By Andrew Whitelaw | Source: CME, Mecardo
Mecardo have provided our subscribers with a monthly repository of deciles for a wide range of commodities. Decile tables are one of the most important tools to assist in pricing commodities. It has been a while since we discussed them in relation to wheat.
It’s important to firstly provide an overview of what a decile (or percentile) is and how to read them. Historical prices will obviously not tell you where the price will be next year or the year after. However, they can provide an indication of the range in which prices have moved and how much time they have spent at varying levels.
Deciles (or percentiles) provide one way of estimating what may happen in the future by looking at what has happened in the past.
A percentile is a measure of how often, historically, prices have fallen above or below a particular price level. It gives a brief snapshot of whether a market has more upside or downside, and how large this may be.
For example, if a price is at its 67th percentile, this means that 67% of historical prices have been below that value, and 33% of prices higher. Similarly, a 90% percentile means that, 90% of the time, prices have been lower than a particular price, and higher just 10% of the time.
Now that we understand the purpose of a decile table, lets take a look at them in relation to wheat. As we all know the wheat market has been very volatile over the past month, and deciles are a good way of determining where the value is.
In table 1, the deciles for APW1 wheat across a number of major zones in Australia is displayed. As we can see, the rankings range from 58% through to 97%. This points towards Port Kembla pricing being very close to the top prices offered in the period 2010 to present. If we are merely looking from a historical perspective, and not the current situation on the ground, this would be considered a strong selling indication.
Let’s look globally. In table 2, the CBOT wheat futures are displayed. This table shows each of the continuous contracts from 1 through to 9 contracts ahead of spot. All the contracts are at a decile ranking of 30-35%. This effectively tells us that CBOT futures are at low levels, with the spot contract only being lower for around 30% of the time since 2010. This would indicate that it is a poor selling opportunity.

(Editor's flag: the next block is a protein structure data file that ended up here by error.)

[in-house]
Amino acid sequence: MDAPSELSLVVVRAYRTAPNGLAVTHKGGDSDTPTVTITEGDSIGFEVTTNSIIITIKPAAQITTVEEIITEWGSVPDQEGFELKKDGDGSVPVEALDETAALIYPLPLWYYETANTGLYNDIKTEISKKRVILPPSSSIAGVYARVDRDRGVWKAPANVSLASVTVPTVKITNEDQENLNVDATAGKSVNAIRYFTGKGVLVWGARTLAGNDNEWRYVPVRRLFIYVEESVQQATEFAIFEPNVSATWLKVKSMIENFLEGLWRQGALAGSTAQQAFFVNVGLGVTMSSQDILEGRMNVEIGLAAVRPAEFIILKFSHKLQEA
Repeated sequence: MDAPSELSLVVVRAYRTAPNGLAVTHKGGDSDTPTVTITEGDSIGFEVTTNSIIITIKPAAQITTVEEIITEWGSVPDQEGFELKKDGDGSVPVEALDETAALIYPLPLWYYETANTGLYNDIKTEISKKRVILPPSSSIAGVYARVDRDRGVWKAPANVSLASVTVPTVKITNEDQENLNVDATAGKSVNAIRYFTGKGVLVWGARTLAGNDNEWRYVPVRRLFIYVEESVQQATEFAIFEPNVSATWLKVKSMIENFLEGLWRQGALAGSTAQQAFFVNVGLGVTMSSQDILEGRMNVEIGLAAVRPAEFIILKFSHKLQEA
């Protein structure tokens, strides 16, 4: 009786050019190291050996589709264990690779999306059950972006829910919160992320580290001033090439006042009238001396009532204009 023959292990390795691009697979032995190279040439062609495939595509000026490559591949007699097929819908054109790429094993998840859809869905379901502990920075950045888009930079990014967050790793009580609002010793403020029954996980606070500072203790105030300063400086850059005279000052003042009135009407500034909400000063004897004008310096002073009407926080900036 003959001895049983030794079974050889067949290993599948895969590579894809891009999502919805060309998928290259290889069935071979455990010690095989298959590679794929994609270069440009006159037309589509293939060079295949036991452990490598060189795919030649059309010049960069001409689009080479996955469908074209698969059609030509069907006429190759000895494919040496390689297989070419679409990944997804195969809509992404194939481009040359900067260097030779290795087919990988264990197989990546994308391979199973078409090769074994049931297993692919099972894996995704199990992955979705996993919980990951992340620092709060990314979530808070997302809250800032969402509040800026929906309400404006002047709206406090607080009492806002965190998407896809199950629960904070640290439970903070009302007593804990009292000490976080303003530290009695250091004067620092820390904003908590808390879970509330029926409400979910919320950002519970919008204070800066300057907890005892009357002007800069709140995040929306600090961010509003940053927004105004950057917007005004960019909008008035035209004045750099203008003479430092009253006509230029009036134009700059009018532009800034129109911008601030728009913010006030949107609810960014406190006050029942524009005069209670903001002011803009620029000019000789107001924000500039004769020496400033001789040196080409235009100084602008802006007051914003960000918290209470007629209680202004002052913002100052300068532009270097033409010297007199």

Although to reiterate, these tables should never be used in isolation. However, from a simple analysis it would be more beneficial to sell physical, as it has from a historical perspective a higher chance of falling. Whereas wheat futures would be considered a buy, as it historically has been higher.
Decile tables are a valuable tool for gaining a snapshot on the market. They do however have to be used with caution, to ensure the best decision is made.
The best way to use deciles is in combination with a strong view on the market structure, which luckily you can get from keeping up with the Mecardo updates.
Mecardo information is provided to assist in your marketing decisions. It contains a range of data and views on the current market. It is not intended to constitute advice for a specific purpose. Before taking any action in relation to information contained within this report, you should seek advice from a qualified professional. The information is obtained from a variety of sources and neither Mecardo nor Ag Concepts Advisory will be held liable for any loss or damage whatsoever that may arise from the use of information or for any error or mis-statement contained in this report.